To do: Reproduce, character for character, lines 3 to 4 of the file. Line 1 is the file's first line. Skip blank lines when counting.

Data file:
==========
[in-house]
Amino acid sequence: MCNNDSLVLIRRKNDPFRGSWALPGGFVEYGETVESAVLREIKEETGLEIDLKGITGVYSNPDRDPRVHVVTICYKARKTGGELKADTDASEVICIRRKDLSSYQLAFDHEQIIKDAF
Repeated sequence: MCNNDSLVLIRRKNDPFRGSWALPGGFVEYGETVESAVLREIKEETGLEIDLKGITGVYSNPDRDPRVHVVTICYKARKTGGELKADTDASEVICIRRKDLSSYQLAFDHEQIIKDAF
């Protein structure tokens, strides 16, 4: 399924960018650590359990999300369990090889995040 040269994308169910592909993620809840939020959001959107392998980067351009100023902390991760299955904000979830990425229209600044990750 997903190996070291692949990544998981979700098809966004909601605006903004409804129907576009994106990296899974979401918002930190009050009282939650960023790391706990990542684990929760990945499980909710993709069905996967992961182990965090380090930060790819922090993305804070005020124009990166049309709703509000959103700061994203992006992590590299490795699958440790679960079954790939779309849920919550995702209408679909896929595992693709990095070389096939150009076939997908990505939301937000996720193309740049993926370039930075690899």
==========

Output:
Repeated sequence: MCNNDSLVLIRRKNDPFRGSWALPGGFVEYGETVESAVLREIKEETGLEIDLKGITGVYSNPDRDPRVHVVTICYKARKTGGELKADTDASEVICIRRKDLSSYQLAFDHEQIIKDAF
């Protein structure tokens, strides 16, 4: 399924960018650590359990999300369990090889995040 040269994308169910592909993620809840939020959001959107392998980067351009100023902390991760299955904000979830990425229209600044990750 997903190996070291692949990544998981979700098809966004909601605006903004409804129907576009994106990296899974979401918002930190009050009282939650960023790391706990990542684990929760990945499980909710993709069905996967992961182990965090380090930060790819922090993305804070005020124009990166049309709703509000959103700061994203992006992590590299490795699958440790679960079954790939779309849920919550995702209408679909896929595992693709990095070389096939150009076939997908990505939301937000996720193309740049993926370039930075690899």